Any praying mantis that looks like it is molting should be left alone to complete this process in peace and quiet. Don’t attempt to move the container or do anything else that might stress the mantis or increase the chances that it will fall. A praying mantis that falls while molting is likely to die.
Praying Mantis Molting Problems
One of the most common reasons for pet praying mantis to die is difficulties during molting. Social media is filled with photographs and stories about praying mantis that have become entangled in their old skin.
The two most common problems experienced are when a praying mantis loses its footing, resulting in the old skin falling to the ground with the mantis still trapped inside. The second reason is that the praying mantis successfully makes it out of the skin, then falls to the ground before it’s new exoskeleton has properly hardened.
A third, less common, option is that a praying mantis does manage to successfully moult, but one or more body parts become trapped in the old skin and therefore don’t harden properly. Legs may be lost, or they may end up bent and unusable.
The most common image is that of a praying mantis part way through shedding it’s skin, lying sideways on the floor of its cage. In these cases the mantis cannot “slide” out of the old skin and so the result is unlikely to be good.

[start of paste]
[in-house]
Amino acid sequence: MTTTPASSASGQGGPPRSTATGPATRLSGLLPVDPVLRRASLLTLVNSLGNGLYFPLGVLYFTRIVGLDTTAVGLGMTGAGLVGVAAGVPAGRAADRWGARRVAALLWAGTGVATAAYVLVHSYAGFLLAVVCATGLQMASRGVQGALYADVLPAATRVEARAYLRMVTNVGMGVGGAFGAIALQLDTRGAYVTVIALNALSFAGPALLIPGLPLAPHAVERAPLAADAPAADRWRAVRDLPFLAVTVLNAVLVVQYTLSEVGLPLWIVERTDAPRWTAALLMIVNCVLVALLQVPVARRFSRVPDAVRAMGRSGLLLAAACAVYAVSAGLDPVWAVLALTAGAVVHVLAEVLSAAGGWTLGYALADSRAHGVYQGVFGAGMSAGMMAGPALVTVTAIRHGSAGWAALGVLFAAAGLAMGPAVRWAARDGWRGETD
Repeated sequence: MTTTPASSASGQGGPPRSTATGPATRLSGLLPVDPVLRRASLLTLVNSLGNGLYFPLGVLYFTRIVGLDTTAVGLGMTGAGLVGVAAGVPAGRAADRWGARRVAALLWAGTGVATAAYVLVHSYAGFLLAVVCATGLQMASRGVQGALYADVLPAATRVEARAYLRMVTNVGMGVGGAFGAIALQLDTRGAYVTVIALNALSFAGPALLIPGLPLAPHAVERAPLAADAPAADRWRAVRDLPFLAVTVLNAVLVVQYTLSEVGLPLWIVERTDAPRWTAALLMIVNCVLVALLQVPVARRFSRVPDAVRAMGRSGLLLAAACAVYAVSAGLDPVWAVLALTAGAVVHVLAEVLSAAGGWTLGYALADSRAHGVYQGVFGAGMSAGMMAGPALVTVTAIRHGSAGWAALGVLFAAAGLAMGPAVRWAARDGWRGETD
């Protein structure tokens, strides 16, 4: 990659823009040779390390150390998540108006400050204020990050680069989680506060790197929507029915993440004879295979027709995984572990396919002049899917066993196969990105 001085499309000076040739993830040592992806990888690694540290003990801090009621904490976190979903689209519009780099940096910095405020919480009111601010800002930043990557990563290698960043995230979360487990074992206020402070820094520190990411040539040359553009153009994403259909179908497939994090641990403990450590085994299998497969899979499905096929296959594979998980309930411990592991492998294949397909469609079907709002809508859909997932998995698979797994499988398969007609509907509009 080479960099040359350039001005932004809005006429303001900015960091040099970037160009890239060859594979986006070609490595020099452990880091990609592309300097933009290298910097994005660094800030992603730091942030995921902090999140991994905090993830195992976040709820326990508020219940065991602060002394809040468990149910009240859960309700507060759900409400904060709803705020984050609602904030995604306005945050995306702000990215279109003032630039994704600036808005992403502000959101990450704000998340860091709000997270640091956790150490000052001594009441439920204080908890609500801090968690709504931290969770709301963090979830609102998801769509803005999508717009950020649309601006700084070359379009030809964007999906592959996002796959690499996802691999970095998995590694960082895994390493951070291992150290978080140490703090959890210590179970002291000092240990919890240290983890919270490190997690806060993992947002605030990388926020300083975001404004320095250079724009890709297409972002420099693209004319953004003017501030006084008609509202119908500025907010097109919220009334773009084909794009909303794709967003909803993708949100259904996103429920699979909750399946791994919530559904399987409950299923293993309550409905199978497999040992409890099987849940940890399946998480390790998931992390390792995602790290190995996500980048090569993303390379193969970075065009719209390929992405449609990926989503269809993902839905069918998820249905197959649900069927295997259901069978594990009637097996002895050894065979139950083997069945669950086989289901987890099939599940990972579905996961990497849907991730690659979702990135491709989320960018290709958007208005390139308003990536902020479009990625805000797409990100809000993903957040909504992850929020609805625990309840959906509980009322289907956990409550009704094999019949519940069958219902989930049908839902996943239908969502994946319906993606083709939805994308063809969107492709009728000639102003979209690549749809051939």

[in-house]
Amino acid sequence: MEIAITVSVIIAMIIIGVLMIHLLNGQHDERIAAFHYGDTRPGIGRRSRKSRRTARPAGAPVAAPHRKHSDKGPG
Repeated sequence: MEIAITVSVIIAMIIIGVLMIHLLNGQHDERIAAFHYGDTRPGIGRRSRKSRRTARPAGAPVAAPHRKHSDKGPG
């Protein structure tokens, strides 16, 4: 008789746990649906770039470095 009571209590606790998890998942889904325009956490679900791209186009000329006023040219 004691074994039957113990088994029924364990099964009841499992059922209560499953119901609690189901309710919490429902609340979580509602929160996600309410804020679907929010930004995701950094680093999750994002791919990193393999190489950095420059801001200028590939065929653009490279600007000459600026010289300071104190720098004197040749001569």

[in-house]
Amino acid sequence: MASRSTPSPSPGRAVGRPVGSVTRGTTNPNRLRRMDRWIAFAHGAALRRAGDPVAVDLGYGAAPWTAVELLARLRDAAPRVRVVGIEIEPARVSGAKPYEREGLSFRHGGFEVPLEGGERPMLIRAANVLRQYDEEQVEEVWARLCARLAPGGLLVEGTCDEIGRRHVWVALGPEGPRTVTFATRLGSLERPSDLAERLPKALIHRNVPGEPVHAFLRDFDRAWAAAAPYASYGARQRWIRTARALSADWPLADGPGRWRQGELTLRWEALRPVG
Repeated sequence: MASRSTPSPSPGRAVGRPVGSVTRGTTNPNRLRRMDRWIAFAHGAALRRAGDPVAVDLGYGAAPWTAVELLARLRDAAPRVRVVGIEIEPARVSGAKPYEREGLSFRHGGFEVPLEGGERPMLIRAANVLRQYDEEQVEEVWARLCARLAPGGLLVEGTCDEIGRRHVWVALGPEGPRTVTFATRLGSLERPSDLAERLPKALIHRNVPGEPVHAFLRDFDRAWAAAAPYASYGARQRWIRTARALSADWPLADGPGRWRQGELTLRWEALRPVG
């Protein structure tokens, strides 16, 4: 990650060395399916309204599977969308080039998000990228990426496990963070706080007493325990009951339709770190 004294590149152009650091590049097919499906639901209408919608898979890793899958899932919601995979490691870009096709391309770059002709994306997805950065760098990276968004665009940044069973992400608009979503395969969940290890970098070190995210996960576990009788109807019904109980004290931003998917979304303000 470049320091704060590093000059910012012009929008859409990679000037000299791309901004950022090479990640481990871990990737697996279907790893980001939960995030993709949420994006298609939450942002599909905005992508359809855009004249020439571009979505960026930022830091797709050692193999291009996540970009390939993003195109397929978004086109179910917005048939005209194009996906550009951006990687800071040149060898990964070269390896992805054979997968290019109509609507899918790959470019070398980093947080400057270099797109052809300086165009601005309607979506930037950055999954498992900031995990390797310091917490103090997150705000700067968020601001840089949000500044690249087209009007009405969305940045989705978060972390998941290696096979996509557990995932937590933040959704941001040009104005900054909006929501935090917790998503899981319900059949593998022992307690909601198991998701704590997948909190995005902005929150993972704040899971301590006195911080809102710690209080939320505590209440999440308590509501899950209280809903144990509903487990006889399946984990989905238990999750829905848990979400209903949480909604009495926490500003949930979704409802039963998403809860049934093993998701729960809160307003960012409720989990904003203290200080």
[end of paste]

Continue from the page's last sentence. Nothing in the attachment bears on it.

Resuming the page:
The best idea is to ensure that the praying mantis cage is set up correctly to begin with. This means providing enough space for a successful moult, combined with lots of perches and anchor points from which your mantis can hang.
Is My Praying Mantis Molting or Dying?
A praying mantis that is hanging upside down from the roof of their cage or from a perch is likely to be starting a molt. Given time and patience you should see the old skin split down the back, and your mantis will gently climb out of the old skin.
Sadly, if the mantis falls part way through this delicate procedure then it may land on the floor and be unable to properly escape the skin. In this way your mantis might be both molting and dying at the same time.
Symptoms of a dying praying mantis – such as from old age rather than shedding problems – can include sluggish behavior, a loss of appetite, spending more time on or near the floor of the cage, or subtly changing color and generally appearing duller.
Do Praying Mantis Eat Their Molted Skin?
A sloughed praying mantis skin is packed with nutrients. To preserve these nutrients it is perfectly normal for a praying mantis to eat their molted skin.